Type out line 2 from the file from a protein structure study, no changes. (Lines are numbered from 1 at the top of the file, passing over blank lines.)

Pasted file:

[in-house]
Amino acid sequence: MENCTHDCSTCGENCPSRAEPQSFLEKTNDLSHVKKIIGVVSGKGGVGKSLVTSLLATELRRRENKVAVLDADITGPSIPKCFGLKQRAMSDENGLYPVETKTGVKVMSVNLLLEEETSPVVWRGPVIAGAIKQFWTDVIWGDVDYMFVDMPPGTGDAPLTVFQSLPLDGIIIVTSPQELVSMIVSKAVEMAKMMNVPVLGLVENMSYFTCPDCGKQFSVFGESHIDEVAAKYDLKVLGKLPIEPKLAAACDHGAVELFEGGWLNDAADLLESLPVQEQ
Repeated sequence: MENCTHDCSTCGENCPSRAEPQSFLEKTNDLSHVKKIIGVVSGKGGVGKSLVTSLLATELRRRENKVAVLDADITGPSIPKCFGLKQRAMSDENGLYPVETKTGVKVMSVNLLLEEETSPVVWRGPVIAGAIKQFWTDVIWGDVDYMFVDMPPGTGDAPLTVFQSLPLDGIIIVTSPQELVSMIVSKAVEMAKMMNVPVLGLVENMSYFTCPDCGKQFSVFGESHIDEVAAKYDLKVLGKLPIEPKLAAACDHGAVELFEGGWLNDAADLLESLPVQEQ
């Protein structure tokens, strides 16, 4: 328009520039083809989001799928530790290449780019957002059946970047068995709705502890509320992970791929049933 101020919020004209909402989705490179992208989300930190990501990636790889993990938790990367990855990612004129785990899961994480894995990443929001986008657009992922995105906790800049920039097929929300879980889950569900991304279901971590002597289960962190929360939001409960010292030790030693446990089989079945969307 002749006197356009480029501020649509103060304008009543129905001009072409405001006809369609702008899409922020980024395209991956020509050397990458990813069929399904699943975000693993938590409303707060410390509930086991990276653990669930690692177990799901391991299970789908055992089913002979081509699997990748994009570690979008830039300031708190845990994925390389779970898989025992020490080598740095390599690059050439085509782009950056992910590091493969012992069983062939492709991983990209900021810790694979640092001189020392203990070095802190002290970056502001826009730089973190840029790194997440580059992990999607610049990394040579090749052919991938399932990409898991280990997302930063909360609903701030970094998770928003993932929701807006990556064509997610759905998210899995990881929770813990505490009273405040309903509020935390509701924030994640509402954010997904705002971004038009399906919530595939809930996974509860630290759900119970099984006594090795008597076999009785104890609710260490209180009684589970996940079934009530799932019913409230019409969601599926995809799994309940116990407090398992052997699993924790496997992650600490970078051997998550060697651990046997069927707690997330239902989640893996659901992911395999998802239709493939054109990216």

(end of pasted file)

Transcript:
Amino acid sequence: MENCTHDCSTCGENCPSRAEPQSFLEKTNDLSHVKKIIGVVSGKGGVGKSLVTSLLATELRRRENKVAVLDADITGPSIPKCFGLKQRAMSDENGLYPVETKTGVKVMSVNLLLEEETSPVVWRGPVIAGAIKQFWTDVIWGDVDYMFVDMPPGTGDAPLTVFQSLPLDGIIIVTSPQELVSMIVSKAVEMAKMMNVPVLGLVENMSYFTCPDCGKQFSVFGESHIDEVAAKYDLKVLGKLPIEPKLAAACDHGAVELFEGGWLNDAADLLESLPVQEQ